A whole brigade of converts to Islam who evidently misunderstand the peacefulness of their new religion are ready to sow mayhem in the name of Allah in Southeast Asia. Ibrahim Hooper will no doubt soon be getting on the phone to Indonesian Muslim leaders, exhorting them to be more careful about who is instructing these converts.
From The Australian, with thanks to Rosie:
A NETWORK of homegrown converts to radical Islam has emerged as a major terrorist threat in Southeast Asia, teaming up with higher-profile al-Qa’ida offshoots Jemaah Islamiah and Abu Sayyaf to plot attacks on Western and local targets.
Manila’s top anti-terrorism official has told The Australian that the group of former Christians known as Rajah Solaiman is highly educated and well-financed and lacked the profile of traditional Islamist terrorist groups, making it easier to evade detection.
His warning came as Indonesian and Australian mourners remembered the 20 people killed in JI’s last major terror attacks, at Jimbaran Bay and Kuta in Bali a year ago yesterday.
Terrorist experts believe that while JI has suffered some significant setbacks in the past 12 months, its alliance with southern Philippines groups such as Rajah Solaiman mean it is still a potent force.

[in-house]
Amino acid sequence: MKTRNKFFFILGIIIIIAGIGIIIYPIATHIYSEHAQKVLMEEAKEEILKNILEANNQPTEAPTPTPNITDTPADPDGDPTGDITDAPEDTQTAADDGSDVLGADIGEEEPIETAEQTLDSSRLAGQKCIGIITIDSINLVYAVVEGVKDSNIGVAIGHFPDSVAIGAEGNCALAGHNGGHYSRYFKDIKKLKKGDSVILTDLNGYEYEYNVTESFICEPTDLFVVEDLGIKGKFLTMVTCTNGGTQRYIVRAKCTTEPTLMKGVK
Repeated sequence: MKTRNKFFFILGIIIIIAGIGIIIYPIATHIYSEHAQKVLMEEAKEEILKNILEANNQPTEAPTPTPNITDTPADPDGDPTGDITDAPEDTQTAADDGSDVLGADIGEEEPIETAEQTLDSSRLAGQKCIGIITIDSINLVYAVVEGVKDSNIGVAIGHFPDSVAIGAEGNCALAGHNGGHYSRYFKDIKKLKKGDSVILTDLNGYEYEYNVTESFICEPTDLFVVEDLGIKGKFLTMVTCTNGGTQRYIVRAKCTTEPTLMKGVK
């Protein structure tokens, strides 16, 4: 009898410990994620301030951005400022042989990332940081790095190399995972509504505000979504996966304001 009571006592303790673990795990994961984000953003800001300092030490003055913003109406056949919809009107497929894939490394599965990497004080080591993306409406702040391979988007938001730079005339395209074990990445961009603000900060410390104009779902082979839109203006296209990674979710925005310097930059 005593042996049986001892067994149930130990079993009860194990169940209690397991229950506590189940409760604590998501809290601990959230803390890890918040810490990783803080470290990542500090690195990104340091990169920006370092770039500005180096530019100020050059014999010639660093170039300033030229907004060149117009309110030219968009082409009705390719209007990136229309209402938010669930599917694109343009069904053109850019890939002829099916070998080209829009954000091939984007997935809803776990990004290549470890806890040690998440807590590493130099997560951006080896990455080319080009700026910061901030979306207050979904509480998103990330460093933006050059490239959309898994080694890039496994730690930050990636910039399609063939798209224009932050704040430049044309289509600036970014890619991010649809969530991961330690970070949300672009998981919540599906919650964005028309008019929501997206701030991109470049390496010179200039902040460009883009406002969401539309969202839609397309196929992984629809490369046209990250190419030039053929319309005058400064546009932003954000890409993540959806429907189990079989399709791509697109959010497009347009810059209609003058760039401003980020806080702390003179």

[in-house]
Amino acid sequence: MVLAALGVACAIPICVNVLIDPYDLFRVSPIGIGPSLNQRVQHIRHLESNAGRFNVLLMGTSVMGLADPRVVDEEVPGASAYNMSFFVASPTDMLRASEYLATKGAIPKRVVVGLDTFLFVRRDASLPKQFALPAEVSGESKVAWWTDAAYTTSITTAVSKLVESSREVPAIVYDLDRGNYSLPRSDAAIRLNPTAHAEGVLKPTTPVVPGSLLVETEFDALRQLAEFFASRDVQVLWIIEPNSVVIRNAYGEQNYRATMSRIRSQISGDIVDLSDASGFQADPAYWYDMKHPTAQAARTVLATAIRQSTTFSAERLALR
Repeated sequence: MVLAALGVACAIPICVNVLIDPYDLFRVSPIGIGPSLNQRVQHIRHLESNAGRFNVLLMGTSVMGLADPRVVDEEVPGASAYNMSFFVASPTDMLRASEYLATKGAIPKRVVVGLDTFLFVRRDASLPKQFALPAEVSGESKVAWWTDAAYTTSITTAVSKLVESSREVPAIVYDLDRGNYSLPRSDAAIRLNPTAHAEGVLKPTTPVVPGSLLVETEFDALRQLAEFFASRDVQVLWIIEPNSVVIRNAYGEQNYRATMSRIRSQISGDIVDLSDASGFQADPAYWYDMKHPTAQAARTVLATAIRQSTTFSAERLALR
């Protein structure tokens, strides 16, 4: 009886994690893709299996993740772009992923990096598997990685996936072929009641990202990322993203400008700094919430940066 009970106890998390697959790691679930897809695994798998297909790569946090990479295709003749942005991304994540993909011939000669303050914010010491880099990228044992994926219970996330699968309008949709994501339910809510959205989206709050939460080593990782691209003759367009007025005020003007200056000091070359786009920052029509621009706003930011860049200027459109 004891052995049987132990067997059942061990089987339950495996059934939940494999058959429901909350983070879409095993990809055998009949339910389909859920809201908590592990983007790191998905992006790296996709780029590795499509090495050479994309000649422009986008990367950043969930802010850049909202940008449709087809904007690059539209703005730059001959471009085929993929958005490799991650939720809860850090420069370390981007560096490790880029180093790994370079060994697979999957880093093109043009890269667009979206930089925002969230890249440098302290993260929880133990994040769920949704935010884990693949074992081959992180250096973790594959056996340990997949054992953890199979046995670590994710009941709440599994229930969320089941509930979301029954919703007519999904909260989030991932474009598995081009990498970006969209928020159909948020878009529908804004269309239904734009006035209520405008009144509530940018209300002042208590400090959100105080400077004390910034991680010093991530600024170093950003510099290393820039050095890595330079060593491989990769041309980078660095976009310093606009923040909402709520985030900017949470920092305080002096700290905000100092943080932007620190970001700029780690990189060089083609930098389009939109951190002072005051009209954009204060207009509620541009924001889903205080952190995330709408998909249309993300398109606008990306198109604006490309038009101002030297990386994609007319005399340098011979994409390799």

The Australian understands that Canberra is closely monitoring the pursuit of Rajah Solaiman, which shares JI’s goal of a pan-Islamic state in Asia.
Rajah Solaiman has direct links to al-Qa’ida’s leadership and to JI’s 2002 Bali bombers Umar Patek, who was killed last month, and Dulmatin, who is still on the run in the war-torn southern Philippines.
Philippines defence undersecretary Ricardo Blancaflor said Rajah Solaiman was hiding out in the country’s impenetrable south, conducting joint training exercises and plotting terror attacks with its JI and Abu Sayyaf allies.
Mr Blancaflor said Rajah Solaiman was a “classic case of homegrown terrorism” that could be compared to Australia’s problems with small extremist groups of Lebanese Muslim migrants.
“These homegrown terrorists are messengers of hate – hate of the West and of Christianity,” he said.
“We have to understand that terrorism today goes way beyond al-Qa’ida, it has no boundaries and no geographical limits.”